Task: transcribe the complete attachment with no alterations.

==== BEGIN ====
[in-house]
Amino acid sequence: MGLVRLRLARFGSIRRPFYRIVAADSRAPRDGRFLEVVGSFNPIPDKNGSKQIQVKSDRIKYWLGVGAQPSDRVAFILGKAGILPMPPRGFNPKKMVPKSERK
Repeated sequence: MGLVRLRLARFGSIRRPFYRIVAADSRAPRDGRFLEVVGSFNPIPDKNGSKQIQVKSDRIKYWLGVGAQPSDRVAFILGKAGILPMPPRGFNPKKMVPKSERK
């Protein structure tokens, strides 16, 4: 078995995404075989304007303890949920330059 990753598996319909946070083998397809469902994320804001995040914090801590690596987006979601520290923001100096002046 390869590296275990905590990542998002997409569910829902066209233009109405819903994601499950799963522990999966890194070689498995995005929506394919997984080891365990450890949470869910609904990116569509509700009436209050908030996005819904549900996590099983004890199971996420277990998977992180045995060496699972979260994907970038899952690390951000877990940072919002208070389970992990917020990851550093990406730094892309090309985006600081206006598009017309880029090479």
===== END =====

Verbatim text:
[in-house]
Amino acid sequence: MGLVRLRLARFGSIRRPFYRIVAADSRAPRDGRFLEVVGSFNPIPDKNGSKQIQVKSDRIKYWLGVGAQPSDRVAFILGKAGILPMPPRGFNPKKMVPKSERK
Repeated sequence: MGLVRLRLARFGSIRRPFYRIVAADSRAPRDGRFLEVVGSFNPIPDKNGSKQIQVKSDRIKYWLGVGAQPSDRVAFILGKAGILPMPPRGFNPKKMVPKSERK
């Protein structure tokens, strides 16, 4: 078995995404075989304007303890949920330059 990753598996319909946070083998397809469902994320804001995040914090801590690596987006979601520290923001100096002046 390869590296275990905590990542998002997409569910829902066209233009109405819903994601499950799963522990999966890194070689498995995005929506394919997984080891365990450890949470869910609904990116569509509700009436209050908030996005819904549900996590099983004890199971996420277990998977992180045995060496699972979260994907970038899952690390951000877990940072919002208070389970992990917020990851550093990406730094892309090309985006600081206006598009017309880029090479």